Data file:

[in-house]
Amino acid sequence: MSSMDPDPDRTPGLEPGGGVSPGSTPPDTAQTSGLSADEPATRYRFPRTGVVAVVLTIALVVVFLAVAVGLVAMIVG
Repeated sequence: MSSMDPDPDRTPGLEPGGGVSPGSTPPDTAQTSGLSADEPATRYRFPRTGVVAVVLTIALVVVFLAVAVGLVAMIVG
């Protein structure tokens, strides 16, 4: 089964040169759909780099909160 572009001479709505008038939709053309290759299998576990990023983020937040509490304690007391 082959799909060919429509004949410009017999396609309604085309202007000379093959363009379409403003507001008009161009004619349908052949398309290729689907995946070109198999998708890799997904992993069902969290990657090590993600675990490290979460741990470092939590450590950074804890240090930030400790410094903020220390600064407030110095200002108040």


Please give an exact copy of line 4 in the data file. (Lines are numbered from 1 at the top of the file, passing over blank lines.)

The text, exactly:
């Protein structure tokens, strides 16, 4: 089964040169759909780099909160 572009001479709505008038939709053309290759299998576990990023983020937040509490304690007391 082959799909060919429509004949410009017999396609309604085309202007000379093959363009379409403003507001008009161009004619349908052949398309290729689907995946070109198999998708890799997904992993069902969290990657090590993600675990490290979460741990470092939590450590950074804890240090930030400790410094903020220390600064407030110095200002108040």